D.C. Vetos Minimum Wage Increase for Walmart Employees

Alejandro Rojos, Contributing Writer


The mayor of Washington D.C., Vincent C. Gray, folded to the pressure from Walmart and vetoed minimum-wage legislation in the supermarket’s historic push into urban America. The Large Retailer Accountability Act would force large retailers, who sell more than one billion dollars a year, to pay their employees a minimum of $12.50. Gray said the bill would be a “job killer,” deterring other companies such as Target, Home Depot, Lowes, Walgreens, Autozone, and Macy’s from conducting business in the D.C. area.

Walmart threatened to end construction of three of their six stores (currently in the planning phase located in poorer areas of Washington D.C.), if the legislation were to be passed. Driving away these employers would cost nearly 4,000 jobs and impact many low-income workers who rely on such stores for a majority of their household shopping. This “living wage” that was attempted to be enacted was, in the view of Mayor Vincent Gray, “woefully inadequate and a flawed vehicle for achieving the goal we all share.”

These consumers are the stability of our economy, and raising the minimum wage for them can fuel our economy by influencing spending. With cheaper prices in large retail stores, it allows for low income workers to purchase more, fueling our economy not only vertically, but horizontally. Vertically, corporate Walmart, as well as stock holders would benefit. Horizontally, demand and production would increase in manufacturing companies, transportation companies and food companies through joint cooperation from Walmart due to higher spending in their stores. Strong lobbying efforts from Walmart and other big corporations stopped this bill from passing because it would reduce profits, but it would not cause them financial hardship.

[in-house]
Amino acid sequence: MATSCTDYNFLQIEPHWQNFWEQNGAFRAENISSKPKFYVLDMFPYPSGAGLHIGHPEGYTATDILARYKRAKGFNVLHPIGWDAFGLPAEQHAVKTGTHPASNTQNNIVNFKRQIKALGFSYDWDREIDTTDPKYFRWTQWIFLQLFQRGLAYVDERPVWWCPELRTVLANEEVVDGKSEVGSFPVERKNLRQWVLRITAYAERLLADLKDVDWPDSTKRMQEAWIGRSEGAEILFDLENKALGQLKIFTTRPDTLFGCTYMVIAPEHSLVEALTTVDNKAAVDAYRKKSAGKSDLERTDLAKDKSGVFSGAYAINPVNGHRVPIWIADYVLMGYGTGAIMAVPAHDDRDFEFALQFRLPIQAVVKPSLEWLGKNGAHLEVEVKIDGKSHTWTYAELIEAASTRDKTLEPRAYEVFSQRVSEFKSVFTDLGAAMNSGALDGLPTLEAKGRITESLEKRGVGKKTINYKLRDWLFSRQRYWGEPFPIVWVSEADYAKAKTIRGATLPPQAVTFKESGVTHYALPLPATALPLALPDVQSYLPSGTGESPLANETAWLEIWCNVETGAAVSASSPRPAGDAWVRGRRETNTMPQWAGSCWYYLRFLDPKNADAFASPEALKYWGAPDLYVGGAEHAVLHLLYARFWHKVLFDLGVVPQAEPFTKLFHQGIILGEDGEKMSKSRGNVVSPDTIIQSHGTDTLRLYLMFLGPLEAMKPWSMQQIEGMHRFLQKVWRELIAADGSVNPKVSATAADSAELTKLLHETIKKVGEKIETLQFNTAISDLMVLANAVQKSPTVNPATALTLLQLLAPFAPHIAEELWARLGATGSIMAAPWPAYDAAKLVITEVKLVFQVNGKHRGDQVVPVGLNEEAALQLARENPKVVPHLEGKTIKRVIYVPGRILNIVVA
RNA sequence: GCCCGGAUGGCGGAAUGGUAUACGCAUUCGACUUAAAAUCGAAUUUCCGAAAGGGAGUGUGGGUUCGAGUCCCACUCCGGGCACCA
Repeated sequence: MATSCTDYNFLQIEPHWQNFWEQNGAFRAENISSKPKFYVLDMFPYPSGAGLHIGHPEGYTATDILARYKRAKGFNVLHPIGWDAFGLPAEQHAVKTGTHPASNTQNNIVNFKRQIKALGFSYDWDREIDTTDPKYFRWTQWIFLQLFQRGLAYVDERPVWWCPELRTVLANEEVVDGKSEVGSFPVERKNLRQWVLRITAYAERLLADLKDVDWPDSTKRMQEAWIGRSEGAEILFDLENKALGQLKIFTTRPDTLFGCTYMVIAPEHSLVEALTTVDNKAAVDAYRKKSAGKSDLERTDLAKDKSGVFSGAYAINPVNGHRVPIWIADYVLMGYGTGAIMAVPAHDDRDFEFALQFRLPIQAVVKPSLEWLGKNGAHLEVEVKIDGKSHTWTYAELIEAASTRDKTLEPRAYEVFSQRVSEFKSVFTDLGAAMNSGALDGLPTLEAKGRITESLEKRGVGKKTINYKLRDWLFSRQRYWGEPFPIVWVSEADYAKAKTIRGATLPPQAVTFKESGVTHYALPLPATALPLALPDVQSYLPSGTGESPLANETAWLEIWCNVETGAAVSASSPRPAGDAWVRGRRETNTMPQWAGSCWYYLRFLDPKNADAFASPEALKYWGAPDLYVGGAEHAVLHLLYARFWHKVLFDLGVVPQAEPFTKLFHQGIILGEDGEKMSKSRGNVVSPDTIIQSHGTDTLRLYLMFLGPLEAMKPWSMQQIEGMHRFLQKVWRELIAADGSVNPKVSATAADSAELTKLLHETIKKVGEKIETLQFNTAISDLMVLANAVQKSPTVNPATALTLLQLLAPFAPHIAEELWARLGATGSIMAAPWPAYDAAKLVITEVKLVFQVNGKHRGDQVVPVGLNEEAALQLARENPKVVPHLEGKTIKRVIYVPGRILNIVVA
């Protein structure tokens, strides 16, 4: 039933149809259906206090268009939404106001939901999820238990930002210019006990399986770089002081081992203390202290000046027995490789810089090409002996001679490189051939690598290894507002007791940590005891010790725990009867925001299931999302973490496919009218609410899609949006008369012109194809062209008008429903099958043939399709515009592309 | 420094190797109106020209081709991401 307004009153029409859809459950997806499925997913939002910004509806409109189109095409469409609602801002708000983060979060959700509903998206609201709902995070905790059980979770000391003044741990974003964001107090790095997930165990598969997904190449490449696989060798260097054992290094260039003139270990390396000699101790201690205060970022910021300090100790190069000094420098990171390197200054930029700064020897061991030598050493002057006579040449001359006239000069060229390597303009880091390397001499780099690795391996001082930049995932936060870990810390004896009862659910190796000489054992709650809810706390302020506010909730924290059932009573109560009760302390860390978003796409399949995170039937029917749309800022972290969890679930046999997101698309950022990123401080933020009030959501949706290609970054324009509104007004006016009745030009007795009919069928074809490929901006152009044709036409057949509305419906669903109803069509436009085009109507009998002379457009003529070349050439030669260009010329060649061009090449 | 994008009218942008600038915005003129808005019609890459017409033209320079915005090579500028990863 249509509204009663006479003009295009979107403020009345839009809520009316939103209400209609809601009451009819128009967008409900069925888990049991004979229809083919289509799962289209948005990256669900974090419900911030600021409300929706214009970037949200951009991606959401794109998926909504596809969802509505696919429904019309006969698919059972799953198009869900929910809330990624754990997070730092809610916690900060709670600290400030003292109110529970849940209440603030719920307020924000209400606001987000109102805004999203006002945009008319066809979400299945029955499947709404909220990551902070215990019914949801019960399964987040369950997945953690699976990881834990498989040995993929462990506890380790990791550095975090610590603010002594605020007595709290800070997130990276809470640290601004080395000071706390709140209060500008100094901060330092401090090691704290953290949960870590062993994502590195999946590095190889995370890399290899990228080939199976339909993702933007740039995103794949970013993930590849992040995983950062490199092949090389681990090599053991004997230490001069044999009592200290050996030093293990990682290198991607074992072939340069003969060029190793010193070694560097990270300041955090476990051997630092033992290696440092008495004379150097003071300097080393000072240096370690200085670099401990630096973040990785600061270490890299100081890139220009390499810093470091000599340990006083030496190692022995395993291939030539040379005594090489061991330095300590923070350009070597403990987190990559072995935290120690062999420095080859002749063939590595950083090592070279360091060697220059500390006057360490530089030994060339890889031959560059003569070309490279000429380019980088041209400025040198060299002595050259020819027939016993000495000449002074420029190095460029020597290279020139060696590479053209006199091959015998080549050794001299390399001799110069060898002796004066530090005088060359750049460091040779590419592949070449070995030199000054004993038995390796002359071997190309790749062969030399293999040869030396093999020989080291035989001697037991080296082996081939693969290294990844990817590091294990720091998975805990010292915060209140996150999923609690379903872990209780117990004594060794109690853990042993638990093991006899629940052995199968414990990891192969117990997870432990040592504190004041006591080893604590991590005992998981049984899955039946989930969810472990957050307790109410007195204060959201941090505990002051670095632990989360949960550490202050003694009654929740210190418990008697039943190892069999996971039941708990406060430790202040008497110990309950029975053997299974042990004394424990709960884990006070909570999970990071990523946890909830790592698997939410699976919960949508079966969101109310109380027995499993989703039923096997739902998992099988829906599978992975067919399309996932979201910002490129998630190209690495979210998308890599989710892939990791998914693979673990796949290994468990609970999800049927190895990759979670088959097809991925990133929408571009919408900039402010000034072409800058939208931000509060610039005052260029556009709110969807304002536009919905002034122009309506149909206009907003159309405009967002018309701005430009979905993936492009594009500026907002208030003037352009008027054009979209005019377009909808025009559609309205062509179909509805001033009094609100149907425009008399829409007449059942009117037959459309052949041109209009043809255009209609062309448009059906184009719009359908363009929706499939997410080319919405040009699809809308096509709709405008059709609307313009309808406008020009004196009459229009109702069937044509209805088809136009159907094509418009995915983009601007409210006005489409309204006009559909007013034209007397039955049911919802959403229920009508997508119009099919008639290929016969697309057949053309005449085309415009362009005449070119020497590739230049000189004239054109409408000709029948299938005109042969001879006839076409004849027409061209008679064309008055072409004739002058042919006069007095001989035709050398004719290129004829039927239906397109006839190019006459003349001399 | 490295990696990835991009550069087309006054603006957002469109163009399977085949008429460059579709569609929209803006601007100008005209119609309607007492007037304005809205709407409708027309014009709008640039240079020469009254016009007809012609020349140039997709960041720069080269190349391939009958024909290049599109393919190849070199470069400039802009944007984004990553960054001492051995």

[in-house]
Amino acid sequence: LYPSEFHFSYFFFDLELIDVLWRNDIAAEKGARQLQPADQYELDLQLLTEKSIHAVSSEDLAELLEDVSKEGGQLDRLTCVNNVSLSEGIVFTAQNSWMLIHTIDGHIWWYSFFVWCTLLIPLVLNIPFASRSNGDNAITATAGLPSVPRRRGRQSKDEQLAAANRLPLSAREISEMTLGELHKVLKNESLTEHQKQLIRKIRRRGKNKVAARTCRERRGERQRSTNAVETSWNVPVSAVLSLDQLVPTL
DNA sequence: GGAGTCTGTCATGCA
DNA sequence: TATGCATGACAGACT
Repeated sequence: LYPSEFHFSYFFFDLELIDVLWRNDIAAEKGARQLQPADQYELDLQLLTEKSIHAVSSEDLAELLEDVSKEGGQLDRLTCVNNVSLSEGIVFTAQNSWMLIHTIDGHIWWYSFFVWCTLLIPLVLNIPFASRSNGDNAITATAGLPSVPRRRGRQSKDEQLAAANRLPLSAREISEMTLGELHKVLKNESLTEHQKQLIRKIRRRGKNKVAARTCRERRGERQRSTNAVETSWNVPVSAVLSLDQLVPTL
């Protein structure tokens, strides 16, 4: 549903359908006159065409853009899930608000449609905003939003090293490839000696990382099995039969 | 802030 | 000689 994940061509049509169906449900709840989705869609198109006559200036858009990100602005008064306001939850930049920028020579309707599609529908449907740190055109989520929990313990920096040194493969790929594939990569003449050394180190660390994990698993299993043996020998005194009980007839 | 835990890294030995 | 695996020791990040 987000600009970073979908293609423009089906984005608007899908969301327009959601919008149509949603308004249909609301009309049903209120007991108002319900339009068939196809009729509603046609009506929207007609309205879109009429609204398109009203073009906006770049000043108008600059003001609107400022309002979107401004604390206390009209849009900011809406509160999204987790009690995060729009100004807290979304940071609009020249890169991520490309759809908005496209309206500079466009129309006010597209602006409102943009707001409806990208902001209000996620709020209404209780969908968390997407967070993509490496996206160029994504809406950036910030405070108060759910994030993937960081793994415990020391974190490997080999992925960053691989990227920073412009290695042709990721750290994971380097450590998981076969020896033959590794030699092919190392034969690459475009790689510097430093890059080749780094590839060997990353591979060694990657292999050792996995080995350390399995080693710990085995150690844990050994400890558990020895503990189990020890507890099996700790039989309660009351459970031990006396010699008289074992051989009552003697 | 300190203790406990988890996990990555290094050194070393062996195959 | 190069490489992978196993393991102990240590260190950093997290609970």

Upfront it would appear that it would cost more, but the long term effect of raising the minimum wage would most likely result in Walmart employees spending more at their stores. Government and state officials, as well as these large companies, need to settle on a deal that would be in the best interest of the employees and the economy.

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